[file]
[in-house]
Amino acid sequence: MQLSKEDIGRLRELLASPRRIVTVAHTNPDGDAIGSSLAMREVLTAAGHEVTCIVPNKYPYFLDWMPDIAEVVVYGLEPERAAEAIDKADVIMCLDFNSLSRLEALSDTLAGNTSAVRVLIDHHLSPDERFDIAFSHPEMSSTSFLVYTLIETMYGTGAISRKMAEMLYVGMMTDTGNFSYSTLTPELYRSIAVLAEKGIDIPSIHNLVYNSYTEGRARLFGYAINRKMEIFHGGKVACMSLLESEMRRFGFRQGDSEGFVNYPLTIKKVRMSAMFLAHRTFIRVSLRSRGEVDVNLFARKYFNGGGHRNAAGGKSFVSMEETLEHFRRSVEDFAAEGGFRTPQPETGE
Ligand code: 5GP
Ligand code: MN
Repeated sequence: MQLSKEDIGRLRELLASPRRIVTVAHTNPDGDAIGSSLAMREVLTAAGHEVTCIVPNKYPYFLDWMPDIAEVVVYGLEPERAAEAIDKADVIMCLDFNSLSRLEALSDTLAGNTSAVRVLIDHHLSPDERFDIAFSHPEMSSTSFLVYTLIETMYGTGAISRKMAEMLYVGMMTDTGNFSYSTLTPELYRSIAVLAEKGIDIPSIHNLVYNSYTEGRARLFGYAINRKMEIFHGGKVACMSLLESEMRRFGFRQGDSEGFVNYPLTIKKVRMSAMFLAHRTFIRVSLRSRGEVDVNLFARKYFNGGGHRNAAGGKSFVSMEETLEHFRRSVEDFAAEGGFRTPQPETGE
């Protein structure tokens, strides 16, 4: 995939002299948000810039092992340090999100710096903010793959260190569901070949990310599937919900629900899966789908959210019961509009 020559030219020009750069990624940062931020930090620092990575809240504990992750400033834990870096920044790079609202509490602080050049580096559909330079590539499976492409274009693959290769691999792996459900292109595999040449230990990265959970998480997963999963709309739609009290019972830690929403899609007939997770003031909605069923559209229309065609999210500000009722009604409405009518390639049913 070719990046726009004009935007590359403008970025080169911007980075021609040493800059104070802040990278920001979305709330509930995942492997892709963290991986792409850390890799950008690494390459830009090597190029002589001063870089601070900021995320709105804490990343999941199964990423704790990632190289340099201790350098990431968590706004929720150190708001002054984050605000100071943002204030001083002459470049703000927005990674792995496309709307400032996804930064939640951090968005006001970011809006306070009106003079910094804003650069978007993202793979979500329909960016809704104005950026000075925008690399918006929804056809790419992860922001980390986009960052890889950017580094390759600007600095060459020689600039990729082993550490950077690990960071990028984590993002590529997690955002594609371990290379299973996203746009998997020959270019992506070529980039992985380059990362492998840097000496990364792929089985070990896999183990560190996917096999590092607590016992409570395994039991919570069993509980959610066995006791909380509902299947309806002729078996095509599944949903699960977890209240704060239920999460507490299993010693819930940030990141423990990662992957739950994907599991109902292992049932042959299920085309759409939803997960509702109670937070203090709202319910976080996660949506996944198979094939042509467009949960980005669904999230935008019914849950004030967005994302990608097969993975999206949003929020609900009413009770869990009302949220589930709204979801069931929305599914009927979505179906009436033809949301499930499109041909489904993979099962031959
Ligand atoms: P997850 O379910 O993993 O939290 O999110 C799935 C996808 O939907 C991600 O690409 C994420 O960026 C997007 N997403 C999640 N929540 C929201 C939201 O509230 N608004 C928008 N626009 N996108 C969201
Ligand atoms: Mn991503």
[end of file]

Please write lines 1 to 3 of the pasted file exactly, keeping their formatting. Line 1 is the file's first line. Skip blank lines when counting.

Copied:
[in-house]
Amino acid sequence: MQLSKEDIGRLRELLASPRRIVTVAHTNPDGDAIGSSLAMREVLTAAGHEVTCIVPNKYPYFLDWMPDIAEVVVYGLEPERAAEAIDKADVIMCLDFNSLSRLEALSDTLAGNTSAVRVLIDHHLSPDERFDIAFSHPEMSSTSFLVYTLIETMYGTGAISRKMAEMLYVGMMTDTGNFSYSTLTPELYRSIAVLAEKGIDIPSIHNLVYNSYTEGRARLFGYAINRKMEIFHGGKVACMSLLESEMRRFGFRQGDSEGFVNYPLTIKKVRMSAMFLAHRTFIRVSLRSRGEVDVNLFARKYFNGGGHRNAAGGKSFVSMEETLEHFRRSVEDFAAEGGFRTPQPETGE
Ligand code: 5GP